Months after instituting tough new rules designed to limit the influence of lobbyists on the administration, the White House has a growing and thriving relationship with K Street, though not one that appears to violate promises that President Barack Obama made to curtail influence peddling.
During the campaign, Obama refused to take money from lobbyists and kept them off his campaign. And while he promised to limit their influence if elected, he never said he wouldnt talk to them or even hire them.
Nevertheless, the clear antipathy exhibited during the campaign toward the profession drew concern on K Street about whether business operatives would
be able to make their case to the government. Some lobbyists were privately appalled that the right to petition the government might be curtailed.
But according to top Democratic lobbyists none of whom agreed to be named for fear of jeopardizing their relationships with the White House Obama aides are eagerly marshaling K Streets talents to help pass legislation and have shed earlier trepidation about any taint in dealing with lobbyists.
I dont think they talk to lobbyists as much as other administrations, said one top Democratic practitioner of the trade. But as time has gone on, theyve figured out it is important to talk to stakeholders.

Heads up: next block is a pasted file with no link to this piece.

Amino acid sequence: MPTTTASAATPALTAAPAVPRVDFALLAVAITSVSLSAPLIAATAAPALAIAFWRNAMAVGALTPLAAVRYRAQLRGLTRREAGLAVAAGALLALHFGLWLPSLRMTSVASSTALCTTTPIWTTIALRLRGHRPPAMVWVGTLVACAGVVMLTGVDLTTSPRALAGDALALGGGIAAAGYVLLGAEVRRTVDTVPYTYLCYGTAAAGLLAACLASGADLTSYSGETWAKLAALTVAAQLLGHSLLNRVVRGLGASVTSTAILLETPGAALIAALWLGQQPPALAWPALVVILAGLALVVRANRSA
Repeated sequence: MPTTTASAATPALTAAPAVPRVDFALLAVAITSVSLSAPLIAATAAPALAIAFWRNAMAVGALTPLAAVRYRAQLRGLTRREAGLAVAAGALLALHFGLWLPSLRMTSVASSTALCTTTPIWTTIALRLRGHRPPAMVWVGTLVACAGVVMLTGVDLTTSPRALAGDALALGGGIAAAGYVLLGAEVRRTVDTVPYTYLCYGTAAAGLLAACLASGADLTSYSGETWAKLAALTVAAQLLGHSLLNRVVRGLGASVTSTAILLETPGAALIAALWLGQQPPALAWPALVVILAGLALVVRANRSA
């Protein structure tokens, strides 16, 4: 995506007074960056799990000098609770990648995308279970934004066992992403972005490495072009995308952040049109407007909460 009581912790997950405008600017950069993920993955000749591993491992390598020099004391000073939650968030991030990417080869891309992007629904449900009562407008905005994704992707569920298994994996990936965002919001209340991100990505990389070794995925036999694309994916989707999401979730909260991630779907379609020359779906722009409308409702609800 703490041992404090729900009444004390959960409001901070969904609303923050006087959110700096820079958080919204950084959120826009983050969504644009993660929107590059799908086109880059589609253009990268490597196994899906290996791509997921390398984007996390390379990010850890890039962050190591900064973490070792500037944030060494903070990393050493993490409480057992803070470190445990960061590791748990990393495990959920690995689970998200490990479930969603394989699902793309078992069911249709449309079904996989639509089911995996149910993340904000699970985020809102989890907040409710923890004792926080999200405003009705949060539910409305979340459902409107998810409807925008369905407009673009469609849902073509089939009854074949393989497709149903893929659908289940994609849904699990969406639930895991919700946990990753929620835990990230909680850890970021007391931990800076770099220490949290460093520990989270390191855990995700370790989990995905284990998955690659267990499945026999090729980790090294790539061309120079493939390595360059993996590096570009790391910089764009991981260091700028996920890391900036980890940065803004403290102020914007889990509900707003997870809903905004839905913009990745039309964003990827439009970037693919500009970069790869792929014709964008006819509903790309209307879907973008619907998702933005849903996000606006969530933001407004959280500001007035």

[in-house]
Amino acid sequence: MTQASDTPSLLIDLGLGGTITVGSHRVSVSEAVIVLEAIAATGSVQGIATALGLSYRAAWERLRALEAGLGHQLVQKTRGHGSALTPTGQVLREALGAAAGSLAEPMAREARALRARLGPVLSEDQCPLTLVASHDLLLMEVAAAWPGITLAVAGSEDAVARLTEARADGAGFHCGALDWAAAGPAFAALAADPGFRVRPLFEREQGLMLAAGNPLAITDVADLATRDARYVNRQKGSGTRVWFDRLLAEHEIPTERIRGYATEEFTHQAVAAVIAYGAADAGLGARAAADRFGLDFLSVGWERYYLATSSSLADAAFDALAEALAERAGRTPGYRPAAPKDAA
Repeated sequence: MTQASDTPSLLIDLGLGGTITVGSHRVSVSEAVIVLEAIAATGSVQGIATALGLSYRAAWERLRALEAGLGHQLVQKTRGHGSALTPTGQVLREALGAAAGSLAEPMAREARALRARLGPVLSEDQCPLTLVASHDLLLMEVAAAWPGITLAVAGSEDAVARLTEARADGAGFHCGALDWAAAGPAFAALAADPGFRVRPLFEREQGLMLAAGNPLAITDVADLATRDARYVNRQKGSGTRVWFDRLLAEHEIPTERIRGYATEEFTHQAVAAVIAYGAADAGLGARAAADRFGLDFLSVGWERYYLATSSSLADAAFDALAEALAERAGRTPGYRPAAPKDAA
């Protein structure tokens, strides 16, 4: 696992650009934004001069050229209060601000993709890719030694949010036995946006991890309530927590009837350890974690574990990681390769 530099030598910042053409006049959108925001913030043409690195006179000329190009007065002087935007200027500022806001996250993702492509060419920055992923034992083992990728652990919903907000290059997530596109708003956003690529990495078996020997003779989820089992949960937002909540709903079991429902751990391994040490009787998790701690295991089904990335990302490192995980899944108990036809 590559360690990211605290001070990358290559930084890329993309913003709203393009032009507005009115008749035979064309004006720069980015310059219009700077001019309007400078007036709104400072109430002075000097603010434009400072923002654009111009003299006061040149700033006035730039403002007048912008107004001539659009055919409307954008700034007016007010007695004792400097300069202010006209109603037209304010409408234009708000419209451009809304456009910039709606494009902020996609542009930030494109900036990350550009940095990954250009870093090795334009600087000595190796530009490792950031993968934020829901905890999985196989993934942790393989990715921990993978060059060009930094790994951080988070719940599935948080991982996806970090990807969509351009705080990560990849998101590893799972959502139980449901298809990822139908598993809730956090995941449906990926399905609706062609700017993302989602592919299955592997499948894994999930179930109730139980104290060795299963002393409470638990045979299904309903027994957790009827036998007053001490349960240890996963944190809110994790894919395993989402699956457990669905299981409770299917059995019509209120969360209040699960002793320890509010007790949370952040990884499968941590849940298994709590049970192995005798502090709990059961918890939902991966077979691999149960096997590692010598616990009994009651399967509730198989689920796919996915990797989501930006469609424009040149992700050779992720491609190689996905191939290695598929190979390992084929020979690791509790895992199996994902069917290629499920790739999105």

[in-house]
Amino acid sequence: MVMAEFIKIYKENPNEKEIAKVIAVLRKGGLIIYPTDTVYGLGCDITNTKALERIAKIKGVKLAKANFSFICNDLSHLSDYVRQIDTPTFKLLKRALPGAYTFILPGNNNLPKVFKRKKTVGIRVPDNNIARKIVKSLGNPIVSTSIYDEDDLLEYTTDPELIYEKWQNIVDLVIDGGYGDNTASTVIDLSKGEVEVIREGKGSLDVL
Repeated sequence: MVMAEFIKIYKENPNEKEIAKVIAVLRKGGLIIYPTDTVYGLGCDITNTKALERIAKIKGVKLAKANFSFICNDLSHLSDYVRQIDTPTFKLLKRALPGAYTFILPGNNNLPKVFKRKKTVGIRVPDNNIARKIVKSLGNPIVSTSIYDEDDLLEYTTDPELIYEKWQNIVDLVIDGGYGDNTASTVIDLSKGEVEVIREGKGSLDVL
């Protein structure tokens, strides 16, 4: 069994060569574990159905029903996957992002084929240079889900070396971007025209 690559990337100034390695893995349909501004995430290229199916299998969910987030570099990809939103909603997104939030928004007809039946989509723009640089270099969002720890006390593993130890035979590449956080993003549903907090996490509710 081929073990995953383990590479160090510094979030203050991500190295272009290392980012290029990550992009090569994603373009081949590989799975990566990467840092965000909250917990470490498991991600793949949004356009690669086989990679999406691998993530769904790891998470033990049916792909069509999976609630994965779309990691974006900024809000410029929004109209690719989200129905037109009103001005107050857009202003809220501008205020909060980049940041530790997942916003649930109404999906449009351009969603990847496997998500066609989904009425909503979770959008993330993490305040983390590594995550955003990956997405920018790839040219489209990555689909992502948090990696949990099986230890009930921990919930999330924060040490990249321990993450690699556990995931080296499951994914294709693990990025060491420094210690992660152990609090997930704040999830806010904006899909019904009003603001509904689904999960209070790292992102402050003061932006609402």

According to this source, some White House officials entered office figuring they could banter directly with corporations or trade associations and avoid the hired guns that the presidential candidates regularly slammed during the campaign. But Democratic lobbyists have impressed on the White House that they are reliable party members unlike some of the businesses and trade groups that the White House must enlist to help pass its agenda who know the stakeholders and the system in Washington, D.C.
Its hard to call a CEO in New York and have a conversation about what youre trying to do, this lobbyist said.
The Obama administration is stocked with former aides to President Bill Clinton, many of whom have close relationships with former colleagues who resisted the aphrodisiac of power in the White House and opted for the riches of K Street.
Among the lobbyists with the greatest access to the corridors of the West Wing according to their colleagues are several who served there under Clinton or dealt closely with the Clintonites during the 1990s.
Among these are Chuck Brain of Capitol Hill Strategies, Clintons last legislative affairs chief; Rich Tarplin of Tarplin Strategies, a health care specialist who was Health and Human Services legislative affairs director; Joel Johnson of Glover Park Group, a former staffer to ex-Sen. Tom Daschle (D-S.D.) who was a senior Clinton aide; Chris Jennings of Jennings Policy Strategies, for years Clintons chief health care guru; and Steve Elmendorf of Elmendorf Strategies, the chief of staff to former House Minority Leader Dick Gephardt (D-Mo.).
Vice President Joe Biden waits to conduct a mock swearing-in ceremony with Sen. Brian Schatz, D-Hawaii, in the Capitol's Old Senate Chamber, December 2, 2014. Schatz was sworn in to serve the remainder of his term since he was appointed to the seat after Sen. Daniel Inouye, D-Hawaii, passed away.